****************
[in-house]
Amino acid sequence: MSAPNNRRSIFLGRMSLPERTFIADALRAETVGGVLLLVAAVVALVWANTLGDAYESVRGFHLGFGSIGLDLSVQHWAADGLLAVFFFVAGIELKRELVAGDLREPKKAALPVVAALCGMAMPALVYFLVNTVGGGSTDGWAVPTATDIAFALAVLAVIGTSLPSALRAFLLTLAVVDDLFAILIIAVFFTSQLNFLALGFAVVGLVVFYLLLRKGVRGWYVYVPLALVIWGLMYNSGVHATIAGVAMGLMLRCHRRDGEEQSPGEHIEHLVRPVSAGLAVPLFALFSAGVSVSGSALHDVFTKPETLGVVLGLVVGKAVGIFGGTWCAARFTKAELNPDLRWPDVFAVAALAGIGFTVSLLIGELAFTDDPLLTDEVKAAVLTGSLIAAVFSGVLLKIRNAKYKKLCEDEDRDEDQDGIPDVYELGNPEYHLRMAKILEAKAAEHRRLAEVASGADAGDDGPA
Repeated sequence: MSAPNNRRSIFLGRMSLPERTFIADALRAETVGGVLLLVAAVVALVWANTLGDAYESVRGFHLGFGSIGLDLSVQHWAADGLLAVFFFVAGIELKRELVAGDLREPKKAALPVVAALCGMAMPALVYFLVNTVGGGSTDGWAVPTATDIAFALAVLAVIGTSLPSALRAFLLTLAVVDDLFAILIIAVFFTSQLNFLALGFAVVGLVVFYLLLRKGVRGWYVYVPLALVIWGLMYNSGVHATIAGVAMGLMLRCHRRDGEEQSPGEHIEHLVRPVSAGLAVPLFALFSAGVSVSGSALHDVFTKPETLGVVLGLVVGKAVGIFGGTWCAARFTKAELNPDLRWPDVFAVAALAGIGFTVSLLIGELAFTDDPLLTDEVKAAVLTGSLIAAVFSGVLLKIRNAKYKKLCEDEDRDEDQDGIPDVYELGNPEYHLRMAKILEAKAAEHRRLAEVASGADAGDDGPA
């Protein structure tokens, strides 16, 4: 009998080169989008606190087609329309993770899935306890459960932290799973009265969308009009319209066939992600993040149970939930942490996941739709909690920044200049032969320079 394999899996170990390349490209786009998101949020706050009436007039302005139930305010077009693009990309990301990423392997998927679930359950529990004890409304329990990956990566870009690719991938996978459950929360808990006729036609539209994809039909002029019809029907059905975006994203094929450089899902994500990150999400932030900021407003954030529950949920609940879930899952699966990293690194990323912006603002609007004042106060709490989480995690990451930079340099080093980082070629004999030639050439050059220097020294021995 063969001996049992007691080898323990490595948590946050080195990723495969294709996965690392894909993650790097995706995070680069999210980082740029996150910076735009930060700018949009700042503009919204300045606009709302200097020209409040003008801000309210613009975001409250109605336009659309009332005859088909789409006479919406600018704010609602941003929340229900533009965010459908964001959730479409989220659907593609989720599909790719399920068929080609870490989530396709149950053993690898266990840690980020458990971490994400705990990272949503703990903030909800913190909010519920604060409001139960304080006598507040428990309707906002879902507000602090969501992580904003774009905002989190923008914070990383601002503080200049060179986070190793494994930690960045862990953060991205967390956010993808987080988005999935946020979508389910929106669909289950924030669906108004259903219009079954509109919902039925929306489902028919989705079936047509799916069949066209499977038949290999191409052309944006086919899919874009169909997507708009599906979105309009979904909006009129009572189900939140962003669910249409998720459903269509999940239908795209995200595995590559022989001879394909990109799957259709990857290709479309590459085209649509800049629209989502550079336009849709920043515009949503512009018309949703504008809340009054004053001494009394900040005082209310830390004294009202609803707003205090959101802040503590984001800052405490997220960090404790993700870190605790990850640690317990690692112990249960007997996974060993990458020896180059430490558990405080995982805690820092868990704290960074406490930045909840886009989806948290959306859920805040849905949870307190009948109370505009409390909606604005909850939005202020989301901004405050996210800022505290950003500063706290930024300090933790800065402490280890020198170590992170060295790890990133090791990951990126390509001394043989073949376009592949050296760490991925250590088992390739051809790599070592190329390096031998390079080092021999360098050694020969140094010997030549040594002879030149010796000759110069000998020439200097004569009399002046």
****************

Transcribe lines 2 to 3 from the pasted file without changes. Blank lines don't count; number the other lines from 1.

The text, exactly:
Amino acid sequence: MSAPNNRRSIFLGRMSLPERTFIADALRAETVGGVLLLVAAVVALVWANTLGDAYESVRGFHLGFGSIGLDLSVQHWAADGLLAVFFFVAGIELKRELVAGDLREPKKAALPVVAALCGMAMPALVYFLVNTVGGGSTDGWAVPTATDIAFALAVLAVIGTSLPSALRAFLLTLAVVDDLFAILIIAVFFTSQLNFLALGFAVVGLVVFYLLLRKGVRGWYVYVPLALVIWGLMYNSGVHATIAGVAMGLMLRCHRRDGEEQSPGEHIEHLVRPVSAGLAVPLFALFSAGVSVSGSALHDVFTKPETLGVVLGLVVGKAVGIFGGTWCAARFTKAELNPDLRWPDVFAVAALAGIGFTVSLLIGELAFTDDPLLTDEVKAAVLTGSLIAAVFSGVLLKIRNAKYKKLCEDEDRDEDQDGIPDVYELGNPEYHLRMAKILEAKAAEHRRLAEVASGADAGDDGPA
Repeated sequence: MSAPNNRRSIFLGRMSLPERTFIADALRAETVGGVLLLVAAVVALVWANTLGDAYESVRGFHLGFGSIGLDLSVQHWAADGLLAVFFFVAGIELKRELVAGDLREPKKAALPVVAALCGMAMPALVYFLVNTVGGGSTDGWAVPTATDIAFALAVLAVIGTSLPSALRAFLLTLAVVDDLFAILIIAVFFTSQLNFLALGFAVVGLVVFYLLLRKGVRGWYVYVPLALVIWGLMYNSGVHATIAGVAMGLMLRCHRRDGEEQSPGEHIEHLVRPVSAGLAVPLFALFSAGVSVSGSALHDVFTKPETLGVVLGLVVGKAVGIFGGTWCAARFTKAELNPDLRWPDVFAVAALAGIGFTVSLLIGELAFTDDPLLTDEVKAAVLTGSLIAAVFSGVLLKIRNAKYKKLCEDEDRDEDQDGIPDVYELGNPEYHLRMAKILEAKAAEHRRLAEVASGADAGDDGPA